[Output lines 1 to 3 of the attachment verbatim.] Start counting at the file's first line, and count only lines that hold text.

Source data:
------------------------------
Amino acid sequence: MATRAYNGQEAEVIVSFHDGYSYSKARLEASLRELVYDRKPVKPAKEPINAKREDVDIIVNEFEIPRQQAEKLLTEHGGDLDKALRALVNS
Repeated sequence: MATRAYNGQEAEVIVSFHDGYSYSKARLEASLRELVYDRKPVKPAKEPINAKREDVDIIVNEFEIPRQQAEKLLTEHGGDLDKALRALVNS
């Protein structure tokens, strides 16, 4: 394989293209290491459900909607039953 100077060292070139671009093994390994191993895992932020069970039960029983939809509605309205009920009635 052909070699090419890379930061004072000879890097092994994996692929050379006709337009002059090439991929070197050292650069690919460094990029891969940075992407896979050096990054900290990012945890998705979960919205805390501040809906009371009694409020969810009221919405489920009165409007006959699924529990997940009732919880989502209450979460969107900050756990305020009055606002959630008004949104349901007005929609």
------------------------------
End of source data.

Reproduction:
Amino acid sequence: MATRAYNGQEAEVIVSFHDGYSYSKARLEASLRELVYDRKPVKPAKEPINAKREDVDIIVNEFEIPRQQAEKLLTEHGGDLDKALRALVNS
Repeated sequence: MATRAYNGQEAEVIVSFHDGYSYSKARLEASLRELVYDRKPVKPAKEPINAKREDVDIIVNEFEIPRQQAEKLLTEHGGDLDKALRALVNS
């Protein structure tokens, strides 16, 4: 394989293209290491459900909607039953 100077060292070139671009093994390994191993895992932020069970039960029983939809509605309205009920009635 052909070699090419890379930061004072000879890097092994994996692929050379006709337009002059090439991929070197050292650069690919460094990029891969940075992407896979050096990054900290990012945890998705979960919205805390501040809906009371009694409020969810009221919405489920009165409007006959699924529990997940009732919880989502209450979460969107900050756990305020009055606002959630008004949104349901007005929609």